The NCVHS made several recommendations for the development of PHR privacy standards.  First, standards should be developed to ensure that consumers are always notified of secondary uses of data in PHRs. NCVHS specifically recommended that if HHS or another agency intends to use CMS data in PHRs, then there should be a requirement which ensure that those PHR systems provide notice to consumers of the uses of personally identifiable information. Second, privacy standards for PHRs should be developed within the context of the National Health Information Network (NHIN). Third, consumers should be educated about their rights with respect to privacy and personal health information stored in PHRs. Fourth, if individuals are granted control over the specific content within their health records, that control should be limited by specific factors such as the individuals’ age, treatment/condition, and/or type of provider. Finally, the NCVHS recommended that third party vendors, or other entities not covered by HIPAA, adopt their own privacy policies that are at least equal to those outlined in HIPAA.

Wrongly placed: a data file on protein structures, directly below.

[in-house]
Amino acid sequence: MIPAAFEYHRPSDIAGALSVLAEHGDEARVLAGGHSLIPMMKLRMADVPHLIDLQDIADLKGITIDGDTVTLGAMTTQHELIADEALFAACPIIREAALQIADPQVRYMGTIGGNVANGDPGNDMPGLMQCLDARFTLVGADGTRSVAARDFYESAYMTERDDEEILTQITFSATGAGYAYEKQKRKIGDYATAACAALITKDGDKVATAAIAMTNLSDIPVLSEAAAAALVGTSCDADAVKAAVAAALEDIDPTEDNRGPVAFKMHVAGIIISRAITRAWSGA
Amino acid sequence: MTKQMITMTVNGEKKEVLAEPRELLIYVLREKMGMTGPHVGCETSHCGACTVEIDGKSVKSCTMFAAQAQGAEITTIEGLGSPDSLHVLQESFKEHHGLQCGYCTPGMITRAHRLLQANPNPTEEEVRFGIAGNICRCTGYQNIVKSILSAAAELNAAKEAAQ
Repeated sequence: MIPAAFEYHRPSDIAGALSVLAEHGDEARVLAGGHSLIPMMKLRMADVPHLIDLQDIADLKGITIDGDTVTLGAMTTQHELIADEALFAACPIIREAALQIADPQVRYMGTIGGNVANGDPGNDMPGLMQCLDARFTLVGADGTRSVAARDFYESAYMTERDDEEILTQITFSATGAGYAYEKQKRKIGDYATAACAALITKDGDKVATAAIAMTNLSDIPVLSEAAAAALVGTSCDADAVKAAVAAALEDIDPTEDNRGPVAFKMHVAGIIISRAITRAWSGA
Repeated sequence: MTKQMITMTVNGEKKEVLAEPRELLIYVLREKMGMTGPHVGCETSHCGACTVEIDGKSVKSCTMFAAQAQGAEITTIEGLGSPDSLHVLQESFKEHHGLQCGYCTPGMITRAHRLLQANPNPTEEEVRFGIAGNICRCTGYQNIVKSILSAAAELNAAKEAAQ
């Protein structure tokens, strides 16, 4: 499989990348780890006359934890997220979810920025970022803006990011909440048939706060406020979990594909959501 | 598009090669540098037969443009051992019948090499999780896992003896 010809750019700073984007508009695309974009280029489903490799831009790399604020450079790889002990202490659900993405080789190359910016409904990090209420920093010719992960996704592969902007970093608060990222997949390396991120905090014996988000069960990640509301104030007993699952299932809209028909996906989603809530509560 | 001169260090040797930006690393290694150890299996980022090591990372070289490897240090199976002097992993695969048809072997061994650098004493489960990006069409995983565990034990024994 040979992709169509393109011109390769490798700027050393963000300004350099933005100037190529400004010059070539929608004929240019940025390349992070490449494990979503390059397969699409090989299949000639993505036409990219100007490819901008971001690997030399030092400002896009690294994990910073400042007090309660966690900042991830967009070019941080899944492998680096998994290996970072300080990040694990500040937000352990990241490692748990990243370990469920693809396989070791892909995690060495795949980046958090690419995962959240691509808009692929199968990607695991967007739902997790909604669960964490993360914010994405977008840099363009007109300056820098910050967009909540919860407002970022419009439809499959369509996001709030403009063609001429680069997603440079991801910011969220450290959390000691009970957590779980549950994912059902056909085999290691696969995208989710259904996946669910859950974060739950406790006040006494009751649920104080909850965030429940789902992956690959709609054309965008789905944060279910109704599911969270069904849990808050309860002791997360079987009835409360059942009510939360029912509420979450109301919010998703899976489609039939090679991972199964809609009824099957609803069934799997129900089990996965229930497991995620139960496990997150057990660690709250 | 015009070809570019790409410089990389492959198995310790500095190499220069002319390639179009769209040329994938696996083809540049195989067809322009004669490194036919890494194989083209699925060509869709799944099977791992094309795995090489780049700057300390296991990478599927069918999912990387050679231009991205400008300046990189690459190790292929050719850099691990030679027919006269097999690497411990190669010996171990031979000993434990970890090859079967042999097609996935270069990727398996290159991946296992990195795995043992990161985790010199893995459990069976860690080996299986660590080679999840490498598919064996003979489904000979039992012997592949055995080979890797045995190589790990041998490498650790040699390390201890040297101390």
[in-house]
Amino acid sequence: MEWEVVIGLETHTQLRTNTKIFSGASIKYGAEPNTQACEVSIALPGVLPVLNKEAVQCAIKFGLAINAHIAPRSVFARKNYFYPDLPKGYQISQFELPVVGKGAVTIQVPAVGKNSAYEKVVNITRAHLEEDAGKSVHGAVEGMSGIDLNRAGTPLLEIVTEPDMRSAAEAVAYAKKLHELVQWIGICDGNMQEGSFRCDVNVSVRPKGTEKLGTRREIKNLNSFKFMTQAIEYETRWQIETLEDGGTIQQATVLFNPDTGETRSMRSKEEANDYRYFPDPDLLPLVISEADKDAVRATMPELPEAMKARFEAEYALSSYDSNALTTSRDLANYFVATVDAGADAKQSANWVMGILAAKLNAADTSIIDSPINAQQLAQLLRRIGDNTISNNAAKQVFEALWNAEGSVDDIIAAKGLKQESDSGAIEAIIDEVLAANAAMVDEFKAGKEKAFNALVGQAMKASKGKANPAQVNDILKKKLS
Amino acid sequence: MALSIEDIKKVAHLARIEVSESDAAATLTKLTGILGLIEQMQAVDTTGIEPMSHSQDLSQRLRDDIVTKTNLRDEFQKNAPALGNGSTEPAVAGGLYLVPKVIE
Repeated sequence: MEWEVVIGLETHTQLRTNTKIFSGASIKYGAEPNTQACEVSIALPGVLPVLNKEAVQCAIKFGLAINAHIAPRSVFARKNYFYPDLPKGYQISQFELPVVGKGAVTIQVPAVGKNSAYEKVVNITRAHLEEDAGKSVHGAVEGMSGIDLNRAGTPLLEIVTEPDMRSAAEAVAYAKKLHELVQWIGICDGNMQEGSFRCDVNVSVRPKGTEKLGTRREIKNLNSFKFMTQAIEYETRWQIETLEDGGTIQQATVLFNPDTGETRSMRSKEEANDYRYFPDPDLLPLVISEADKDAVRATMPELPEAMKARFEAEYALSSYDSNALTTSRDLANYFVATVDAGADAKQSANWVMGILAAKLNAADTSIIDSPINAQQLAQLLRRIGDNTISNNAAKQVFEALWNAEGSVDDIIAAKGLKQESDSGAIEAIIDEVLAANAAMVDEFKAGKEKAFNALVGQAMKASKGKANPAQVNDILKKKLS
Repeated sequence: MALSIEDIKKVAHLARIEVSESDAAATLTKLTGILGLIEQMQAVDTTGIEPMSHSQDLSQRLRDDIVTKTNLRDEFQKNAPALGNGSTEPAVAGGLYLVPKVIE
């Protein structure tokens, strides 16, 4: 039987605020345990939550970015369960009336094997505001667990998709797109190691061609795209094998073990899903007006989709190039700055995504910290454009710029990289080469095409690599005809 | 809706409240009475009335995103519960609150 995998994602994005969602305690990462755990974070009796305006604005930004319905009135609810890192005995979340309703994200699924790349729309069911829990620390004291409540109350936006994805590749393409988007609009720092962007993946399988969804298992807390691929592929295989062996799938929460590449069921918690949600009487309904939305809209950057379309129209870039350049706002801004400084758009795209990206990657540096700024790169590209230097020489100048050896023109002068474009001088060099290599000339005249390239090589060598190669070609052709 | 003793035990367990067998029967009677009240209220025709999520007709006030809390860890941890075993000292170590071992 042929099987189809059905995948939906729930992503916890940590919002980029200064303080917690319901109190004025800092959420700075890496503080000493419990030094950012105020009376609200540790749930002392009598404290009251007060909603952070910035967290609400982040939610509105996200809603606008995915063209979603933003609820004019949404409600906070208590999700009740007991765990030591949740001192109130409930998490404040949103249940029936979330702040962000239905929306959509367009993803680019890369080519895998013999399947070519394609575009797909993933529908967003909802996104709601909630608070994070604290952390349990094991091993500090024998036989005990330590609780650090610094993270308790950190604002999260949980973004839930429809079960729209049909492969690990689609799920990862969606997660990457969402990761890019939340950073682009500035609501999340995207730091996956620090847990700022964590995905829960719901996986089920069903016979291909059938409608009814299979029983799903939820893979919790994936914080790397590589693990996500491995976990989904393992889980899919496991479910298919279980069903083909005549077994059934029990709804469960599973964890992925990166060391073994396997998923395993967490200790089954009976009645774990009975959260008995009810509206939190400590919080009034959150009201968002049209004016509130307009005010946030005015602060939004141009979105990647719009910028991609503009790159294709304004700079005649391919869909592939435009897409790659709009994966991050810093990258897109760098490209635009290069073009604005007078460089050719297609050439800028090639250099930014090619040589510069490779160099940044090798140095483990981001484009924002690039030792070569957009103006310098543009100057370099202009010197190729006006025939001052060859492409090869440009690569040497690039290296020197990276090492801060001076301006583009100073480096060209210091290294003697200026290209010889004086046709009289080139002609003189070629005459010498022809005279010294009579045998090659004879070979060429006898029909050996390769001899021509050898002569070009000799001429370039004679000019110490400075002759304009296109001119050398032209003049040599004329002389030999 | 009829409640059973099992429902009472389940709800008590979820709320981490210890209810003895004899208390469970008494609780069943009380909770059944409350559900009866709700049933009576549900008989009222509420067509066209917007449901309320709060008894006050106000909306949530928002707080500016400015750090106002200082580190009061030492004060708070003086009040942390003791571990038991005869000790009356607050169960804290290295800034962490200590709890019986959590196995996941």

- Policy must be required for all PHR vendors;
- Policy must be transparent on secondary data uses;
- PHR vendor must disclose business relationships relating to “handling, processing, data mining, or other management of PHR data” to consumers;
- Policy must provide information about the relationship between the PHR service provider’s policies to HIPAA; and
- Policy must be written at a 6th grade reading level and include a glossary of technical terms used.
The World Privacy Forum released a report on privacy and PHRs in February 2008, which specifically outlines eight areas of concern: ‘privilege, subpoenas, marketing of health care data, linkage of records, security, ability to correct files, consent issues, and the role of privacy policies.’ These areas should be considered when developing privacy standards for PHRs. Finally, the Federal Trade Commission (FTC) is also exploring patient privacy and consumer protection issues in health information technology, which may be relevant to the development of PHR privacy standards. The FTC is holding a public workshop to examine patient privacy in health information technology in April 2008.